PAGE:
The Dramatists Guild has co-signed the following statement condemning Florida's suppression of LGBTQ culture and expression:
As organizations dedicated to the freedom of thought, inquiry, and speech, we are deeply alarmed by Florida public officials’ attempts to suppress LGBTQ expression. Legislative and administrative acts of intimidation aimed at deterring access to LGBTQ culture are a serious attack on First Amendment principles.
Florida’s hostility to LGBTQ communities stands out amid an onslaught of attacks on LGBTQ literature in schools and libraries across the country. Florida’s Parental Rights in Education statute forbids classroom discussion about sexual orientation or gender identity up through Grade 3, and a new bill, HB 1223, proposes to extend this prohibition through Grade 8 and restrict the use of students’ pronouns to those matching their assigned sex at birth. Another bill, HB 999, proposes to eradicate “radical gender theory” and queer theory from syllabi at Florida state colleges.
The state is also deploying its Department of Business and Professional Regulation (DPBR) to suppress LGBTQ expression. At least three times in the past year, the Department’s Division of Alcoholic Beverages and Tobacco has threatened to revoke the liquor licenses of businesses that have presented drag performances for general audiences, because the Department falsely alleges that such shows are dangerous to children.
Most recently, Florida’s DPBR filed administrative complaints against Hyatt Regency Miami and Plaza Live in Orlando, alleging that their presentations of A Drag Queen Christmas constitute “lewd or lascivious exhibition[s],” the contents of which represent “indecent or obscene act[s],” that are “injurious to the morals” of the people, including the minors in the audience. Citing these purported violations, the DPBR is pursuing the revocation of the businesses’ liquor licenses.
A Drag Queen Christmas is a holiday-themed variety show that has been running for eight consecutive years, and tours nationwide. While the performance is typically open to general audiences, following warnings from Florida’s DPBR, the Hyatt Regency Miami updated their advertising to “recommend” the performance for audiences over age 18, and required those 18 and under to be accompanied by an adult. Similarly, Plaza Live added signage to the doors of their venue indicating that some audiences may find the content inappropriate for viewers under 18.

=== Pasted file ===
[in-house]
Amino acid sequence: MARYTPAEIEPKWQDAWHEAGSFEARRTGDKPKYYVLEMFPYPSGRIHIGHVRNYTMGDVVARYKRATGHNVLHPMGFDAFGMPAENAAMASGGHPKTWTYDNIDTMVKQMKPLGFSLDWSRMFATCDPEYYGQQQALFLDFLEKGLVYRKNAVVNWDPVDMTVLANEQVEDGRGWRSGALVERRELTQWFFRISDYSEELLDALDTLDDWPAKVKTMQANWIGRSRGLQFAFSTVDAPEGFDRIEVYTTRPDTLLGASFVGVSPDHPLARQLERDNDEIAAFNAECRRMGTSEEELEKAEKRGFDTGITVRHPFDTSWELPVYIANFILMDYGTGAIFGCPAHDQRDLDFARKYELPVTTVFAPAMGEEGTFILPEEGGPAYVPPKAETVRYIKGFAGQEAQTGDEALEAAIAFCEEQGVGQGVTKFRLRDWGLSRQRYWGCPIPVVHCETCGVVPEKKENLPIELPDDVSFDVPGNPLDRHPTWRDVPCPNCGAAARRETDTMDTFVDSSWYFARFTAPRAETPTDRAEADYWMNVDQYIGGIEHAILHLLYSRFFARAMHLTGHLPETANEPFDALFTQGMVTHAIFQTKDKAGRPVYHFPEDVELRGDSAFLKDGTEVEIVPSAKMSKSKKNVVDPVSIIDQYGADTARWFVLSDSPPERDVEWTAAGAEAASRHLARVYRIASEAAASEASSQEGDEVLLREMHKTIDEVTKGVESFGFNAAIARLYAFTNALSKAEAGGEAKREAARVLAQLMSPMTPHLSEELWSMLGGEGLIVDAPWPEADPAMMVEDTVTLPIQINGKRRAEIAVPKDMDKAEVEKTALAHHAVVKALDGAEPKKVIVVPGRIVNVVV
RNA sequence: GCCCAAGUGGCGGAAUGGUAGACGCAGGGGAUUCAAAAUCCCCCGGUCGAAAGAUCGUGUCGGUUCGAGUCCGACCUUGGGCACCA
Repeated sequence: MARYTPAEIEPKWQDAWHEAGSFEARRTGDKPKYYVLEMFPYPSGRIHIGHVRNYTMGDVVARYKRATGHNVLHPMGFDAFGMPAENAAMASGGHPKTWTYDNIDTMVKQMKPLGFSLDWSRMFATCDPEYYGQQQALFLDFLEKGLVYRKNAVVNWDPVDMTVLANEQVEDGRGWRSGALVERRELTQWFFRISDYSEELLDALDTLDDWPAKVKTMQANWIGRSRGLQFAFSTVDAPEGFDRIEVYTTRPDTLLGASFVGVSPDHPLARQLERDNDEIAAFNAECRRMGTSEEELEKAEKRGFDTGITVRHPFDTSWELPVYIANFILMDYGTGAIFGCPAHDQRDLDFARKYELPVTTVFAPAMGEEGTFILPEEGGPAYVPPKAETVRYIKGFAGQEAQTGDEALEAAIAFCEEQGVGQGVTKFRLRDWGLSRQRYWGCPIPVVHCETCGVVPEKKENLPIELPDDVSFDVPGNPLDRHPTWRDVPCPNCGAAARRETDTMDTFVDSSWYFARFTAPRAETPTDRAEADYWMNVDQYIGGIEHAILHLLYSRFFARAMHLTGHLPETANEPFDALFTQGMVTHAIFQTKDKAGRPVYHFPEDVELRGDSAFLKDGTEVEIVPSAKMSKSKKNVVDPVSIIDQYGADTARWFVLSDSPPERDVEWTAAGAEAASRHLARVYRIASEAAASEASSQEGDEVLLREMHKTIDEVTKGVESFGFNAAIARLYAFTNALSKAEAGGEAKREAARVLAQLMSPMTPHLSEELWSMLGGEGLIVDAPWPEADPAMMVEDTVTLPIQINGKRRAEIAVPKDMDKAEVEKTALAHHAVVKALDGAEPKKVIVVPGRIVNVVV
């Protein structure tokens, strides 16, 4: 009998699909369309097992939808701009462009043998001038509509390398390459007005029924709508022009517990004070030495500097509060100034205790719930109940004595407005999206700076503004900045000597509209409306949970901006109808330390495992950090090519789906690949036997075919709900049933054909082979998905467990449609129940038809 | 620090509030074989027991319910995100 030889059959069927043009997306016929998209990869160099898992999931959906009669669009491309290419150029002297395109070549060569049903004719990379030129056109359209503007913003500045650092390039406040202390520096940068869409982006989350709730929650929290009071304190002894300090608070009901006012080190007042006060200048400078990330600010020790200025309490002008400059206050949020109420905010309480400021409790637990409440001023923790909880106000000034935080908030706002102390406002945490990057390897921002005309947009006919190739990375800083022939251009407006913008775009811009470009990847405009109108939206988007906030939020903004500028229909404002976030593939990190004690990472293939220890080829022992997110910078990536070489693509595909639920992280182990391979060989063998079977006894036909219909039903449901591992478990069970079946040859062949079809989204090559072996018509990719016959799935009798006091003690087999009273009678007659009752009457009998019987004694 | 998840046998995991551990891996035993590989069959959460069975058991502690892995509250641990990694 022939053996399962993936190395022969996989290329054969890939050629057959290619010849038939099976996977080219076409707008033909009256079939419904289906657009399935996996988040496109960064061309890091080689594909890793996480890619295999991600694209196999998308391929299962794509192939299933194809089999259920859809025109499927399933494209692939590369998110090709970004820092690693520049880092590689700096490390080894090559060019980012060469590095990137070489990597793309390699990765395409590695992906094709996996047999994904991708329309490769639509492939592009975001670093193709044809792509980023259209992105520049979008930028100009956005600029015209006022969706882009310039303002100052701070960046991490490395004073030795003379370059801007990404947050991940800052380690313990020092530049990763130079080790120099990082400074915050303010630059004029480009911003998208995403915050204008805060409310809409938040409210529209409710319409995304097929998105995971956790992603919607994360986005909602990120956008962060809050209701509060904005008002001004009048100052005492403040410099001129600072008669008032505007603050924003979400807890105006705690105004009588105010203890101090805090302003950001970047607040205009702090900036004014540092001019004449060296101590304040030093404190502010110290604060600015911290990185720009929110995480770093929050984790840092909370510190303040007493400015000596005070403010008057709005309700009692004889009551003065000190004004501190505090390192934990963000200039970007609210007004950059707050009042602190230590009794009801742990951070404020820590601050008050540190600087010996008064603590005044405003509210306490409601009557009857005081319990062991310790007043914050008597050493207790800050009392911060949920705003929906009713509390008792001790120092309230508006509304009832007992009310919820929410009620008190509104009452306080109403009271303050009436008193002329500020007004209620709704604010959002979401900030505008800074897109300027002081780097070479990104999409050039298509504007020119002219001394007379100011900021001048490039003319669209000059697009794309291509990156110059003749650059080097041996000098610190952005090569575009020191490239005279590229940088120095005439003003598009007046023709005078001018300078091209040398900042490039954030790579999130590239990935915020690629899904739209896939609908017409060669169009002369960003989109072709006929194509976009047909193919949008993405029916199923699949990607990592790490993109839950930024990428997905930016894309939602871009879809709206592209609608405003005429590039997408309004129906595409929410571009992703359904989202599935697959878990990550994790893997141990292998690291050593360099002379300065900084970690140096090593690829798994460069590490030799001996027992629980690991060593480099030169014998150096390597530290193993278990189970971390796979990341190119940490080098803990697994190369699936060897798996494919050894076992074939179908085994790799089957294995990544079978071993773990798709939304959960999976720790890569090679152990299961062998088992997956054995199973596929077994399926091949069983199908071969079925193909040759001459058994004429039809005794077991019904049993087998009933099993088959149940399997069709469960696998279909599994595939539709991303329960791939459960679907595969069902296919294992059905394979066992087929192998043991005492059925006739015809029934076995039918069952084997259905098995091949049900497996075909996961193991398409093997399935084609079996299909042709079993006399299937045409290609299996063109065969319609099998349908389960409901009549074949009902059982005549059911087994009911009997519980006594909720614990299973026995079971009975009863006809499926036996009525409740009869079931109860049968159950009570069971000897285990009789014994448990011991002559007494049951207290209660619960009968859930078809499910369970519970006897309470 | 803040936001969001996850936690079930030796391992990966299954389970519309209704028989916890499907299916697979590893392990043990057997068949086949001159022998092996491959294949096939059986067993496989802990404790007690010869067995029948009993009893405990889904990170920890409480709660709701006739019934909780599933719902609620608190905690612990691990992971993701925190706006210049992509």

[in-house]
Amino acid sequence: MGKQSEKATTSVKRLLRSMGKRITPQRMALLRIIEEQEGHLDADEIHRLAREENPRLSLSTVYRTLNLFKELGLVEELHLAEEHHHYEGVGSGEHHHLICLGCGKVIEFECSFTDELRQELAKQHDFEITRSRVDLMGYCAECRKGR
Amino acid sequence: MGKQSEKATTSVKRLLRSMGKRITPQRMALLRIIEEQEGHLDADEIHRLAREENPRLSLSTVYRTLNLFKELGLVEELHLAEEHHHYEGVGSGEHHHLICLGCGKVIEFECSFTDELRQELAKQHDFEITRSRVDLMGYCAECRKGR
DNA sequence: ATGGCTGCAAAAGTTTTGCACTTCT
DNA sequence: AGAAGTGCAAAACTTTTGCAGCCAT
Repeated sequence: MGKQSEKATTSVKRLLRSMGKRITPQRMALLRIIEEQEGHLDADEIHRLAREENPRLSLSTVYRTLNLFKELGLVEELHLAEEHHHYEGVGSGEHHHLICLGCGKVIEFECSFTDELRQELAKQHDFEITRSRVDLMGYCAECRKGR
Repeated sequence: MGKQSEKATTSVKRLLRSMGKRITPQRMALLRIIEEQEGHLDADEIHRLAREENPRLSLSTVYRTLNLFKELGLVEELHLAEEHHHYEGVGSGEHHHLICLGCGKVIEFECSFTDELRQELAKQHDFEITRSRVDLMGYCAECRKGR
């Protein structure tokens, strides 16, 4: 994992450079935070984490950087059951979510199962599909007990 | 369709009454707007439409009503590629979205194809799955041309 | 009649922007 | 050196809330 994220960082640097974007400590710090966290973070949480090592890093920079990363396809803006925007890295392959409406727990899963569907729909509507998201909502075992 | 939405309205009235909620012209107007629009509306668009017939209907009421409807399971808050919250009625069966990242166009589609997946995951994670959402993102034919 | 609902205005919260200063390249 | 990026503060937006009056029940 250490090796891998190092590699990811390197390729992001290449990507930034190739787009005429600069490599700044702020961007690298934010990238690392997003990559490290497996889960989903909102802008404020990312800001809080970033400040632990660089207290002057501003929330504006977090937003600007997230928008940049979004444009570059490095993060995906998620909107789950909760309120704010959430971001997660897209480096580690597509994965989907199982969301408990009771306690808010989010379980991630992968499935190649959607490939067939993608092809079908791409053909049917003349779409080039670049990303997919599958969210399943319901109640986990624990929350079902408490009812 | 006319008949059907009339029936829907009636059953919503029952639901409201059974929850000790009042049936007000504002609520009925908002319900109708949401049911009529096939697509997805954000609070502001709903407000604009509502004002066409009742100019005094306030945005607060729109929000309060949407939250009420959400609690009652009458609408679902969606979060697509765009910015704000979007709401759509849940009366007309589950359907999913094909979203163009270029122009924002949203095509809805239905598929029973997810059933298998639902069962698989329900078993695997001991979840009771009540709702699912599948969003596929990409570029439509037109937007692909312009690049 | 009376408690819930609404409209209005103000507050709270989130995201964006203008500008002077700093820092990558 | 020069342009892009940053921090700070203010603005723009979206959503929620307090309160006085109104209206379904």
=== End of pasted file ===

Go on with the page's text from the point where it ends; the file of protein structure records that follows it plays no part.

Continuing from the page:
The Department’s subsequent assessment of the performance as “sexually explicit,” “lewd,” “lascivious,” “obscene,” and appealing to the “prurient” interest in sex is a gross misrepresentation. Sexual arousal is clearly not the goal of the campy, humorous, and exaggerated aesthetics of drag performance. This was clear even to undercover state agents who were in attendance at the performance of Drag Queen Christmas at Plaza Live, and who acknowledged in their incident report that the show did not meet the state’s legal standards for indecency, and did not include any lewd acts.
Drag has been part of human culture as early as Ancient Greece, and is notable for the ways in which it celebrates difference, community, irreverence, self acceptance, glamor, gender expression, and—especially—humor. Its pageantry often incorporates satirical commentary on various aspects of human culture, and combines elements of performance including acting, stand-up comedy, singing, and dancing.
A voluptuous humanoid-reindeer performing adaptations of Christmas songs is hardly an erotic performance. To claim that it is, can only be understood as a thinly veiled attempt to suppress LGBTQ expression. While some viewers may find the humor of drag performances offensive, this is not reason enough to restrict access to them.
The administrative threats that face the Hyatt Residency Miami and Plaza Live represent a clear danger to artistic freedom of expression, and mark the latest attempts on behalf of Florida public officials to suppress the LGBTQ community and its supporters.
Moreover, it’s clear that the State of Florida’s purported interest in protecting “parental rights” by banning LGBTQ books in public school classrooms and libraries does not extend to families who wish to experience and support extracurricular elements of LGBTQ culture. Such inconsistent applications reveal that Florida is only committed to protecting “parental rights” when the latter demands the suppression and erasure of LGBTQ communities and culture.
National Coalition Against Censorship
American Civil Liberties Union of Florida
American Booksellers Association
Arts & Business Council of Greater Boston
The Authors Guild
Books & Books, Coral Gables, FL
Comic Book Legal Defense Fund
Defending Rights and Dissent
The Dramatists Guild of America
The Dramatists Legal Defense Fund
Florida Freedom to Read Project
Online Policy Group / QueerNet
Oregon Volunteer Lawyers for the Arts
People for the American Way
Southern Independent Booksellers Alliance
The Woodhull Freedom Foundation